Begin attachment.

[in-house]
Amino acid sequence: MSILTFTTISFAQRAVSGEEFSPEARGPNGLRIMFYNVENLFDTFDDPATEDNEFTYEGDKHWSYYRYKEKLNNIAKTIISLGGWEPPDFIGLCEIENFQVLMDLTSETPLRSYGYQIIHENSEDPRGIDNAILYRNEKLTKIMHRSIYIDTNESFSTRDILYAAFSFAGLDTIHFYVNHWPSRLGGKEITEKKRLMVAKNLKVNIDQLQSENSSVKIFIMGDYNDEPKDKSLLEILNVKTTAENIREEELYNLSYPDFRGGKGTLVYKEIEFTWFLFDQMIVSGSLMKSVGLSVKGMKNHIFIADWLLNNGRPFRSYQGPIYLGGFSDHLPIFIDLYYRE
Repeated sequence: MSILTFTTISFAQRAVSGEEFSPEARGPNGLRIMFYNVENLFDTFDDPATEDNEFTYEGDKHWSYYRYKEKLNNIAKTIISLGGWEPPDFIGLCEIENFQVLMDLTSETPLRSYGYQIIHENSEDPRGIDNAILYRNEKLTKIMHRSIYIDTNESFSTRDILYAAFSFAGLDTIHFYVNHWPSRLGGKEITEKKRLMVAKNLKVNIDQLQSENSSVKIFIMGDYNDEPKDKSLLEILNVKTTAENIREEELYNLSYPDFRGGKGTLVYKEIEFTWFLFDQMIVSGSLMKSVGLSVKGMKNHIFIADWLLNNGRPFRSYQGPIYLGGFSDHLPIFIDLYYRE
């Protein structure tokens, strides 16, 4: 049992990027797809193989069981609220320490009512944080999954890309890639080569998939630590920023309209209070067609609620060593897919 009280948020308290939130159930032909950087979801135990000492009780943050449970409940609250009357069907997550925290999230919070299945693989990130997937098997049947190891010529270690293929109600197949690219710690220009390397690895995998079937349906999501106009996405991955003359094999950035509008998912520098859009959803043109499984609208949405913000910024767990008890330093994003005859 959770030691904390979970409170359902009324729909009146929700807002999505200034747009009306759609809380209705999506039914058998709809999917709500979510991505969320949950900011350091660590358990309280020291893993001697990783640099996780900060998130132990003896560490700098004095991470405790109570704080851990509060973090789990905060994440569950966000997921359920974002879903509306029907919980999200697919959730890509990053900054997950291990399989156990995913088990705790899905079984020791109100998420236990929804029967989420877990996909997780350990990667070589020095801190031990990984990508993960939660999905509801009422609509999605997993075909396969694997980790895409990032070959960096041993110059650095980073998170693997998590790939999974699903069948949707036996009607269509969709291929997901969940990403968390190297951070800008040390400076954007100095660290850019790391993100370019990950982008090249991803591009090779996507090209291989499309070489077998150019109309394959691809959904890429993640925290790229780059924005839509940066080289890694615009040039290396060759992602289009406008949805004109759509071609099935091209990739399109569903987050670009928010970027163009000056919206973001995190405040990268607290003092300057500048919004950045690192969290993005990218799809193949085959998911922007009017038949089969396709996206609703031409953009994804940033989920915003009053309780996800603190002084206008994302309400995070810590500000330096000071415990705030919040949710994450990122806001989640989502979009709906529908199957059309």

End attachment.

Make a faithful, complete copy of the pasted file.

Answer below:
[in-house]
Amino acid sequence: MSILTFTTISFAQRAVSGEEFSPEARGPNGLRIMFYNVENLFDTFDDPATEDNEFTYEGDKHWSYYRYKEKLNNIAKTIISLGGWEPPDFIGLCEIENFQVLMDLTSETPLRSYGYQIIHENSEDPRGIDNAILYRNEKLTKIMHRSIYIDTNESFSTRDILYAAFSFAGLDTIHFYVNHWPSRLGGKEITEKKRLMVAKNLKVNIDQLQSENSSVKIFIMGDYNDEPKDKSLLEILNVKTTAENIREEELYNLSYPDFRGGKGTLVYKEIEFTWFLFDQMIVSGSLMKSVGLSVKGMKNHIFIADWLLNNGRPFRSYQGPIYLGGFSDHLPIFIDLYYRE
Repeated sequence: MSILTFTTISFAQRAVSGEEFSPEARGPNGLRIMFYNVENLFDTFDDPATEDNEFTYEGDKHWSYYRYKEKLNNIAKTIISLGGWEPPDFIGLCEIENFQVLMDLTSETPLRSYGYQIIHENSEDPRGIDNAILYRNEKLTKIMHRSIYIDTNESFSTRDILYAAFSFAGLDTIHFYVNHWPSRLGGKEITEKKRLMVAKNLKVNIDQLQSENSSVKIFIMGDYNDEPKDKSLLEILNVKTTAENIREEELYNLSYPDFRGGKGTLVYKEIEFTWFLFDQMIVSGSLMKSVGLSVKGMKNHIFIADWLLNNGRPFRSYQGPIYLGGFSDHLPIFIDLYYRE
């Protein structure tokens, strides 16, 4: 049992990027797809193989069981609220320490009512944080999954890309890639080569998939630590920023309209209070067609609620060593897919 009280948020308290939130159930032909950087979801135990000492009780943050449970409940609250009357069907997550925290999230919070299945693989990130997937098997049947190891010529270690293929109600197949690219710690220009390397690895995998079937349906999501106009996405991955003359094999950035509008998912520098859009959803043109499984609208949405913000910024767990008890330093994003005859 959770030691904390979970409170359902009324729909009146929700807002999505200034747009009306759609809380209705999506039914058998709809999917709500979510991505969320949950900011350091660590358990309280020291893993001697990783640099996780900060998130132990003896560490700098004095991470405790109570704080851990509060973090789990905060994440569950966000997921359920974002879903509306029907919980999200697919959730890509990053900054997950291990399989156990995913088990705790899905079984020791109100998420236990929804029967989420877990996909997780350990990667070589020095801190031990990984990508993960939660999905509801009422609509999605997993075909396969694997980790895409990032070959960096041993110059650095980073998170693997998590790939999974699903069948949707036996009607269509969709291929997901969940990403968390190297951070800008040390400076954007100095660290850019790391993100370019990950982008090249991803591009090779996507090209291989499309070489077998150019109309394959691809959904890429993640925290790229780059924005839509940066080289890694615009040039290396060759992602289009406008949805004109759509071609099935091209990739399109569903987050670009928010970027163009000056919206973001995190405040990268607290003092300057500048919004950045690192969290993005990218799809193949085959998911922007009017038949089969396709996206609703031409953009994804940033989920915003009053309780996800603190002084206008994302309400995070810590500000330096000071415990705030919040949710994450990122806001989640989502979009709906529908199957059309």